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'I Worked at Raleigh' website chronicles life at iconic Nottingham bike factory

Accompanying app provides tour of vast bike-making plant

For many years Raleigh’s huge plant on Triumph Road, Nottingham was one of the city’s biggest employers, and one of the world’s largest bike factories. Now its history is being preserved on a website launched today that gathers together images and video and audio interviews with the people who worked there.

I Worked At Raleigh has over 50 interviews with former Raleigh staff, and scores of images including views inside the factory, staff newsletters, prototypes that never made production, sponsored racers and lots more.

It’s hard to imagine today how vast a part of the British cycling landscape Raleigh was. At one point in the 1950s the factory covered 60 acres, employed over 6,000 people and made 5 million bikes per year.

In 1960, after Raleigh was acquired by Tube Investments, bikes from the various TI-Raleigh brands — including  Phillips, Hercules, Rudge and BSA as well as Raleigh itself — comprised 75 percent of British bike sales.

The plant in Nottingham made everything from spokes to handlebar grips, and Raleigh owned both saddle maker Brooks and hub gear manufacturer Sturmey Archer, a level of vertical integration of manufacturing that’s now virtually unknown.

The Alpha, a prototype that never got to production. (Courtesy I Worked At Raleigh)

I Worked At Raleigh brings together some of the company’s history. The site and accompanying app is the result of a three year collaboration between the Nottingham University, which now occupies some of the former Raleigh site, and theatrical event team Excavate, formerly Hanby and Barrett.

Former analytical chemist Terry Sleaford, 64, of Nottingham, said: “I was at the factory between 1970 and 1986 and I would test virtually anything from steel tubing to brake blocks to make sure they were safe before they were put on the bike.

“The working environment for us was not bad but on the factory floor it was very noisy and smelt like machine oil.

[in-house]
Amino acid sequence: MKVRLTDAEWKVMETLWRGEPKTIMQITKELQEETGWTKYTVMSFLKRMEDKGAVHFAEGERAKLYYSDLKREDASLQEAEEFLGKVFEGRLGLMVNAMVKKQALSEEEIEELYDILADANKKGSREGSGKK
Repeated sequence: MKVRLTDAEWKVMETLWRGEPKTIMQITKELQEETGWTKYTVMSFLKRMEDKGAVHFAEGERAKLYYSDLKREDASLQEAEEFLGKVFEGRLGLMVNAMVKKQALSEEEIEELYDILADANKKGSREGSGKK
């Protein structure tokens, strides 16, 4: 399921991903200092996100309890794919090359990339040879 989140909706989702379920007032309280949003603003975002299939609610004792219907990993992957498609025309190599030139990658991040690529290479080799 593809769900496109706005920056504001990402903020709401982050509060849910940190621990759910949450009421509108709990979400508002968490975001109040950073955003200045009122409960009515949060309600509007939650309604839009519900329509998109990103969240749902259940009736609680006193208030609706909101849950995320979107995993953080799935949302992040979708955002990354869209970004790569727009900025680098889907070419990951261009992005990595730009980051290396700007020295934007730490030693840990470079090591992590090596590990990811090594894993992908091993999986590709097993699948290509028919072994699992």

“I have been interviewed and an audio recording will appear on the website.

“I think the project is a great idea and it is something that was not there before and it is going to be a resource that anyone can use.”

Professor Christine Hall, head of the school of education at Nottingham University, told the Nottingham Post: “This project has been about capturing the voices and stories of local people who worked at Raleigh, an industry which has been hugely important to the history of Nottingham.


“We wanted to explore and celebrate the history of our site and make what we found out available to as wide an audience as possible.

“We hope that the website will be used in schools, in the university and by anyone interested in local history, and that visitors to the Jubilee Campus will enjoy using the app.”

The app version of the website is allows you to walk the site of the former factory, hearing voices and seeing images from the past as you stand in the place where once thousands of people worked making bicycles. The app allows you to position yourself in the factory as you access the audio and image files.

Writer Andy Barrett from Excavate said: “We really wanted to tell the story of this iconic Nottingham factory from the people who worked there; from across the ages and across the many, many departments.

“The best way to do that is to go and meet the workers, to have a cup of tea and to chat.”

Producer Julian Hanby added: “We’re really proud of both the quality and quantity of material that the website contains.

“The site isn’t an official history of the company, with lists of statistics, it is a collection of memories of what it was really like to work at a huge twentieth century factory.”

John has been writing about bikes and cycling for over 30 years since discovering that people were mug enough to pay him for it rather than expecting him to do an honest day's work.

He was heavily involved in the mountain bike boom of the late 1980s as a racer, team manager and race promoter, and that led to writing for Mountain Biking UK magazine shortly after its inception. He got the gig by phoning up the editor and telling him the magazine was rubbish and he could do better. Rather than telling him to get lost, MBUK editor Tym Manley called John’s bluff and the rest is history.

Since then he has worked on MTB Pro magazine and was editor of Maximum Mountain Bike and Australian Mountain Bike magazines, before switching to the web in 2000 to work for Along with founder Tony Farrelly, John was on the launch team for and subsequently became editor in chief of Future Publishing’s group of cycling magazines and websites, including Cycling Plus, MBUK, What Mountain Bike and Procycling.

John has also written for Cyclist magazine, edited the BikeMagic website and was founding editor of before handing over to someone far more representative of the site's main audience.

He joined in 2013. He lives in Cambridge where the lack of hills is more than made up for by the headwinds.

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Flying Scot | 10 years ago

I found the Raleigh wheelbarrow I once owned.

Beefy | 10 years ago

Mine was a Raleigh Dart blue with a removable cross bar so could be unisex  17

Gkam84 | 10 years ago

I was hoping to finally find the name of my first "big" bike, but can't see anything there. Purple frame with black wheel covers

Beefy | 10 years ago

Now that is a cool chopper  4

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